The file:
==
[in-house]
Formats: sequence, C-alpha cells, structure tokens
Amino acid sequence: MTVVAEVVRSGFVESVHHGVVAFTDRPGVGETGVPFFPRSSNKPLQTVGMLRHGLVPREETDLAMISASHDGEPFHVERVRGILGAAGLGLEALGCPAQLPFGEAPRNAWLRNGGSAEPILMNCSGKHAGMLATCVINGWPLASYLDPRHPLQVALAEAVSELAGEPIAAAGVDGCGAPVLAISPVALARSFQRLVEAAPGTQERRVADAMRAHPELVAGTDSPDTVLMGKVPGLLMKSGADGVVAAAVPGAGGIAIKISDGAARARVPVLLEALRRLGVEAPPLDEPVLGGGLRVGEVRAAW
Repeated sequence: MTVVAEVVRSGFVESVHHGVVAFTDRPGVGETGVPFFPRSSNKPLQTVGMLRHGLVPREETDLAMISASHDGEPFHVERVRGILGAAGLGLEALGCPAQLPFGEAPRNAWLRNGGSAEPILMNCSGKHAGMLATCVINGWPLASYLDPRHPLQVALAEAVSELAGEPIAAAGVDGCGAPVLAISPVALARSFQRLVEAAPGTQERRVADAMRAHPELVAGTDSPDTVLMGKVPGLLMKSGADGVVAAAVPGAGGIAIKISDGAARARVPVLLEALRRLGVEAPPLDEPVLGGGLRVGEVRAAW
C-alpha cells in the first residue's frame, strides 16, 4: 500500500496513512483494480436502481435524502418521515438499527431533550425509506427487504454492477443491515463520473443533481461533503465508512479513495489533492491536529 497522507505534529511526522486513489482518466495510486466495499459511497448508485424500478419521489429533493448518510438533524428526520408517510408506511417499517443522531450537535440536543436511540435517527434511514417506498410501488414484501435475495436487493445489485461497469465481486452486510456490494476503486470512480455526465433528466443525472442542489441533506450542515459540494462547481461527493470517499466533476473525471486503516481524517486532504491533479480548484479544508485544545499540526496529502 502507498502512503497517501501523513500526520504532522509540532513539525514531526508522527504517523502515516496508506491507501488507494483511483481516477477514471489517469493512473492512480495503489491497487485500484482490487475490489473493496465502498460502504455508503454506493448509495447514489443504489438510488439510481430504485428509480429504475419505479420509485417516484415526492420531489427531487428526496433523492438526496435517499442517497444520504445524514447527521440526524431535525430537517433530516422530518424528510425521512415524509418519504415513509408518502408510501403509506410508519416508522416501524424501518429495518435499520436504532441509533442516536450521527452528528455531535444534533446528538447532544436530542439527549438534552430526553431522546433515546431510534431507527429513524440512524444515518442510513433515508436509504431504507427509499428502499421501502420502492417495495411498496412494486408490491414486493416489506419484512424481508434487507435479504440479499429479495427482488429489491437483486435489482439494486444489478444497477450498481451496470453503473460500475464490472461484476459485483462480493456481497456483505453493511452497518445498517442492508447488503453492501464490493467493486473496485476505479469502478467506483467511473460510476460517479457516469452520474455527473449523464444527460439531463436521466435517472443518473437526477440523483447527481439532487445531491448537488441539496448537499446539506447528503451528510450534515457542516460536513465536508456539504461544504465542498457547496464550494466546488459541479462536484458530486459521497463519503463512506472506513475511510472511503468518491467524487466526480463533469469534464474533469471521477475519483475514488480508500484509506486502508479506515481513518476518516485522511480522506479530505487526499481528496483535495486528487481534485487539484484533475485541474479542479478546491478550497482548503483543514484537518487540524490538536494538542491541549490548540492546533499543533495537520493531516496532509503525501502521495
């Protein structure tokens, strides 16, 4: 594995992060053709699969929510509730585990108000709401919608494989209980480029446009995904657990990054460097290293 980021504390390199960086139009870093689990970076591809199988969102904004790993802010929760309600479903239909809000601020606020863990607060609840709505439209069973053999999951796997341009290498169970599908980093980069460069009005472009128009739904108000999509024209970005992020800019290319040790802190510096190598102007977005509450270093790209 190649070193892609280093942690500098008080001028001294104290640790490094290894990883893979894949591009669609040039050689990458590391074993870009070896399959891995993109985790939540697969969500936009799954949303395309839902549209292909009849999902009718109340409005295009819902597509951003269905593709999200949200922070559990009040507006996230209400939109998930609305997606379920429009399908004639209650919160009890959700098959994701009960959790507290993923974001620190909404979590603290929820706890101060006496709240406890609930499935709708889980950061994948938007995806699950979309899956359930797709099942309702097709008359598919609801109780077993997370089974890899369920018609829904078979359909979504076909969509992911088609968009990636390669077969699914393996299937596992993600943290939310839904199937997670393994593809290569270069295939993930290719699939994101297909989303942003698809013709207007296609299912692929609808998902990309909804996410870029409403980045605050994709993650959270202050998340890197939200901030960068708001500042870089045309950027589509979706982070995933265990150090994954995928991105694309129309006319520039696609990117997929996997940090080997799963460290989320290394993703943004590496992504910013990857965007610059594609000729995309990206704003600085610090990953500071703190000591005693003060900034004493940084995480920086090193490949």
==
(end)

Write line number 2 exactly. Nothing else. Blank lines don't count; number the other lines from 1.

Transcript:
Formats: sequence, C-alpha cells, structure tokens